without Internet Explorer,
in 1280 x 960 resolution
When one thinks of an album that is typical of its time, it usually follows the assertion that the album is either mediocre, or otherwise falls just a tad short of being spectacular. This built-in bias against late comers to a scene is not without a degree of merit since the prime movers are usually the ones taking risks with their songwriting. However, by the time 2002 rolled in, the most renowned pioneer of Finland's booming melodic power metal scene, namely Stratovarius, were in a state of musical decline, owing in large part to Timo Tolkki's less than inventive songwriting on Infinite, which marked a largely steady period of decline until his eventual exodus from the band. In all too typical fashion, an outfit came in to pick up the slack, and contrary to popular opinion, the band's name was not Sonata Arctica, a band that had already shown heavy stylistic divergence from Tolkki's crew on their 1999 debut.
Thus enters a formidable player into the scene in Thunderstone, a band that is primarily comprised of long time metal veterans fresh out of the progressive and thrash scenes, all coming at just the right time to hit the climactic tidal wave set off by Stratovarius several years prior. As noted earlier, the approach of this band is a bit more orthodox and sticks more closely to the stylistic trappings of Episode and Visions than anything else. Nevertheless, there is a noticeable divergence to overall execution within the familiar stylistic template, most of it culminating in the vocal character of Pasi Rantanen. In contrast to Koltipelto and Kakko, his somewhat gravely and high tinged voice has more of an iconic 80s heavy metal feel to it, more along the lines of former Malmsteen and later Axel Rudi Pell associated vocalist Jeff Scott Soto and the latter band's current front man Johnny Gioeli.
The points of contrast naturally don't begin and end with the singer, but most of the other differing aspects of Thunderstone's sound are a bit more subtle, particularly to an ear that is unfamiliar with what metal sounded like prior to the rise of Grunge. When dealing with the ballad material on here such as the serene and woeful piano-driven ballad "Weak" and it's folksy acoustic counterpart "Spread My Wings", the result is a bit closer in sound and character to something that could have actually come out of the 1986-1988 period. Even heavier sounding down tempo rockers like "World's Cry" almost want to align itself with the likes of Dokken and Leatherwolf than directly compete with most of Timo Tolkki's signature ballads from the late 90s, though the melodic tinge definitely points to a direct Stratovarius worship. A lot of it can be chalked up to a more retro sounding production, though guitarist Nino Laurenne's attention to detail in the riff department being a bit more acute, perhaps owing to his thrash background, definitely adds to the contrast.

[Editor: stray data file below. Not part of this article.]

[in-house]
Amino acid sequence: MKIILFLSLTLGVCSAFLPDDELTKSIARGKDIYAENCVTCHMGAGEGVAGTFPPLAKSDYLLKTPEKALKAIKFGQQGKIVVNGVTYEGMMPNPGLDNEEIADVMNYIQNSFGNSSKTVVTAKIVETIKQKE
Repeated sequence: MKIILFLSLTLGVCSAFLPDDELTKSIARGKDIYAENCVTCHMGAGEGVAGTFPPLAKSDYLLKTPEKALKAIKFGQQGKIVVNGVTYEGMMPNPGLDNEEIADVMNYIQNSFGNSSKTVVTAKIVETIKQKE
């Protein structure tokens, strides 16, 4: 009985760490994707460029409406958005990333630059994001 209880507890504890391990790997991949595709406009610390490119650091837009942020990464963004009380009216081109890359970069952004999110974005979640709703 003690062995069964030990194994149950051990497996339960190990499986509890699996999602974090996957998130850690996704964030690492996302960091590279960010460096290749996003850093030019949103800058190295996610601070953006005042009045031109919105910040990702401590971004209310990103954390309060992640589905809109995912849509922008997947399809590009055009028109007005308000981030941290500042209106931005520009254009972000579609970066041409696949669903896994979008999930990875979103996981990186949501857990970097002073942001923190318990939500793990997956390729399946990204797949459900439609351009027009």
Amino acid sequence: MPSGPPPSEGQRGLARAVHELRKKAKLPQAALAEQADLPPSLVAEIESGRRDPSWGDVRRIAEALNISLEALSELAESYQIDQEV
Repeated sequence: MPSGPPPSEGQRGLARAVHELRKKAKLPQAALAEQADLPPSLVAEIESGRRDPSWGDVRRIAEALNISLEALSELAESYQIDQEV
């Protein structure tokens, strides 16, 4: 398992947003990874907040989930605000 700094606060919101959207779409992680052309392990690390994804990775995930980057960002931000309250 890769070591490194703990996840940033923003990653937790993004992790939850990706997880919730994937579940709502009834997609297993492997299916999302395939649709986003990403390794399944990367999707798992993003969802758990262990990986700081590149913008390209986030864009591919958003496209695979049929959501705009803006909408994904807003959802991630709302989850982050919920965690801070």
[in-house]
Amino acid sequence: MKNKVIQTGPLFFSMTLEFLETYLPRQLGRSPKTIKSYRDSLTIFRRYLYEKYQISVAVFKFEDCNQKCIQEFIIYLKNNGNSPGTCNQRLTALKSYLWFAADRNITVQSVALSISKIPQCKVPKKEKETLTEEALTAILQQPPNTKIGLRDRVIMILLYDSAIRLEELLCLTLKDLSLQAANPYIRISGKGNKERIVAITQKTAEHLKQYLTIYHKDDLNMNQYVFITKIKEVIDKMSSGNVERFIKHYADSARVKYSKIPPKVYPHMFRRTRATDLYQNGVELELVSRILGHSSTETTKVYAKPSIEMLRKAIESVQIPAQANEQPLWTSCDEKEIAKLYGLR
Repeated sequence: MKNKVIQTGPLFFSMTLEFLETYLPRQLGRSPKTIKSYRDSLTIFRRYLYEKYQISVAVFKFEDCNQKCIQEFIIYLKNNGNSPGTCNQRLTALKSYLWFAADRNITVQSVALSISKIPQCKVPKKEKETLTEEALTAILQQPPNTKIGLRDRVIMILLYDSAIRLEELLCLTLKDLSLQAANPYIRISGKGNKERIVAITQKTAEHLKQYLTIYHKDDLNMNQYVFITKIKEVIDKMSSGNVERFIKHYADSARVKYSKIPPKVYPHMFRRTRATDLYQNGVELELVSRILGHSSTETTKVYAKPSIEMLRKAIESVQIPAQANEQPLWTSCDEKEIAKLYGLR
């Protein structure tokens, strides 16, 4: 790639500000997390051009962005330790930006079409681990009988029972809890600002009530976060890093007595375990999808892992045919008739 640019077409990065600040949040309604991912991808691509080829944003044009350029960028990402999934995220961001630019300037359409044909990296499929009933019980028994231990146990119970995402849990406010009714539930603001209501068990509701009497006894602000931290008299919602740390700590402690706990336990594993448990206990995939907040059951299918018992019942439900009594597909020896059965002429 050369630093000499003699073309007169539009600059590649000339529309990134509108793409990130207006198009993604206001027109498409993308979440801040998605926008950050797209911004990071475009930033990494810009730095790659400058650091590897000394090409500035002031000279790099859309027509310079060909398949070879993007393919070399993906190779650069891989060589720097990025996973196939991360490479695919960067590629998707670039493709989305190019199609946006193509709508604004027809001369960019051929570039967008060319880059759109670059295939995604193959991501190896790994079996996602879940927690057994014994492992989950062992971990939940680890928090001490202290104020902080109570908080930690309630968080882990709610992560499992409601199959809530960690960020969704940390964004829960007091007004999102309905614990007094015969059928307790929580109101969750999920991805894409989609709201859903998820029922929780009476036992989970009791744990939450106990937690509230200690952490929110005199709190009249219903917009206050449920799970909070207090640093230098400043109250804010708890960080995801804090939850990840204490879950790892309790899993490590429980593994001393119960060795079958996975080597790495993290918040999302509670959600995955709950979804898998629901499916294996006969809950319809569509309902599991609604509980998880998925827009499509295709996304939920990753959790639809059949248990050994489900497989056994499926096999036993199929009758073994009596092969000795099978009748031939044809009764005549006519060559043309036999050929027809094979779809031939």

When dealing with the rest of the elements in play here, it does get a bit easier to see why Thunderstone got saddled with the Stratovarius clone label, as they tend to excel in similar areas. As with signature celebrations of melody and speed in "Father Time" and "Legions", this band just lays down the glory on a select handful of songs that typify what was so great about the time period, with "Like Father, Like Son" and "Let The Demons Free" being the tip of the frenzied ice berg. All the usual trimmings of shredding guitar and keyboard solos, gobs of double bass work on the drums and a lot of climactic high wails in the vocal department are indulged to their fullest extent, yet it all comes out at the other end with a very catchy and addictive song that somehow manages to be a bit less campy than most. There is also a long-winded, semi-ballad epic along for the ride in "Will To Power" that manages to hit all the right buttons, and comes off as a bit more sophisticated and leaning towards a late 80s Queensryche sound than anything Tolkki ever put out either before or after his departure from Stratovarius.